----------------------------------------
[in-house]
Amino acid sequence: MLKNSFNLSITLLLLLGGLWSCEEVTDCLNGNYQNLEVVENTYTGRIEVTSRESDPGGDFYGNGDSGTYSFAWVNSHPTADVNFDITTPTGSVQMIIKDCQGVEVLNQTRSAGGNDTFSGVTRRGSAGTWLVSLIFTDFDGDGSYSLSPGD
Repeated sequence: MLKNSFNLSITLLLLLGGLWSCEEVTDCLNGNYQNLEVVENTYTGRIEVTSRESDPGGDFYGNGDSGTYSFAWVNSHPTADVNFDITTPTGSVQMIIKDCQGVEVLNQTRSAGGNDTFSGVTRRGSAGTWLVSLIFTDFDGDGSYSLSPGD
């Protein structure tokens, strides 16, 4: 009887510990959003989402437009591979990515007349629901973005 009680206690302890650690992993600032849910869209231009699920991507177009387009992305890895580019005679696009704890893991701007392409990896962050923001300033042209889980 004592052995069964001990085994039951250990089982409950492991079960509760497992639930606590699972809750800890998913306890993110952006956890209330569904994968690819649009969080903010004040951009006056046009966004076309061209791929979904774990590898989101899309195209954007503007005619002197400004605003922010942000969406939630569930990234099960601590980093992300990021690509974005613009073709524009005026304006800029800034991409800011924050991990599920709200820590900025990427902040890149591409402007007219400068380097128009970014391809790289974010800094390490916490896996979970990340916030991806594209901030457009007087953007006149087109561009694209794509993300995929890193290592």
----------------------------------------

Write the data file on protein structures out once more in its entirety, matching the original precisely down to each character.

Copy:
[in-house]
Amino acid sequence: MLKNSFNLSITLLLLLGGLWSCEEVTDCLNGNYQNLEVVENTYTGRIEVTSRESDPGGDFYGNGDSGTYSFAWVNSHPTADVNFDITTPTGSVQMIIKDCQGVEVLNQTRSAGGNDTFSGVTRRGSAGTWLVSLIFTDFDGDGSYSLSPGD
Repeated sequence: MLKNSFNLSITLLLLLGGLWSCEEVTDCLNGNYQNLEVVENTYTGRIEVTSRESDPGGDFYGNGDSGTYSFAWVNSHPTADVNFDITTPTGSVQMIIKDCQGVEVLNQTRSAGGNDTFSGVTRRGSAGTWLVSLIFTDFDGDGSYSLSPGD
């Protein structure tokens, strides 16, 4: 009887510990959003989402437009591979990515007349629901973005 009680206690302890650690992993600032849910869209231009699920991507177009387009992305890895580019005679696009704890893991701007392409990896962050923001300033042209889980 004592052995069964001990085994039951250990089982409950492991079960509760497992639930606590699972809750800890998913306890993110952006956890209330569904994968690819649009969080903010004040951009006056046009966004076309061209791929979904774990590898989101899309195209954007503007005619002197400004605003922010942000969406939630569930990234099960601590980093992300990021690509974005613009073709524009005026304006800029800034991409800011924050991990599920709200820590900025990427902040890149591409402007007219400068380097128009970014391809790289974010800094390490916490896996979970990340916030991806594209901030457009007087953007006149087109561009694209794509993300995929890193290592």